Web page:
Domain Hijacking or Domain Spoofing is an attack where an organization’s web address is stolen by another party. The other party changes the enrollment of another’s domain name without the consent of its legitimate owner. This denies true owner administrative access. Scammers then use the legitimate web address for any purpose they choose.
Domain loss to another person can occur under mundane circumstances, such as upon the expiration of a domain name when, at such time, another person quickly registers it. A true hijack of a domain happens when a domain’s legitimate owner unwittingly loses it. This occurs when they volunteer their Domain Name System (DNS) credentials as a result of a phishing or other social engineering scam. Other causes of a DNS hijacking stem from when a partnership between more than one person who has access to the DNS registration dissolves, and one party hurries to reset access credentials, locking out the other party.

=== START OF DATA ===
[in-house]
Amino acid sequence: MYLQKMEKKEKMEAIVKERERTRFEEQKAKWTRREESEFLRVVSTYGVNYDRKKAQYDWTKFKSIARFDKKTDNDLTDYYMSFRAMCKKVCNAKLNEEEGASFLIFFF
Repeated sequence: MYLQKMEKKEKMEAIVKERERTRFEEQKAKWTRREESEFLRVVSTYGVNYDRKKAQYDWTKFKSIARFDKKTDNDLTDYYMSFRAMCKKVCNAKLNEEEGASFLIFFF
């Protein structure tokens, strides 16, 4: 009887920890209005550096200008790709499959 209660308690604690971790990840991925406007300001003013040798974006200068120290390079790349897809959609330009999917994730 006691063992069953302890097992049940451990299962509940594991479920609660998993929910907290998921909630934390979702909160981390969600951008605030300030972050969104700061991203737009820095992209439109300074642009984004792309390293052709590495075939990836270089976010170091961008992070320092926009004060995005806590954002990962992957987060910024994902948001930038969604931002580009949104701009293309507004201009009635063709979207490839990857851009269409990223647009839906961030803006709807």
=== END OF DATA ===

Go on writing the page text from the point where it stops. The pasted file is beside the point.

Domain spoofing is a related but separate action. Here, the illegitimate party mimics the website at the true domain, doing whatever they like: destroying the reputation of the true business, collecting credentials and payment card data, conducting SPAM, and basically abusing all domain-related privileges (including email control).
"I responded to an urgent message about the expiration of our domain, but it wound up being a domain hijacking. Our website now shows really embarrassing content and I'm hearing of emails pretending to be me...saying inappropriate things."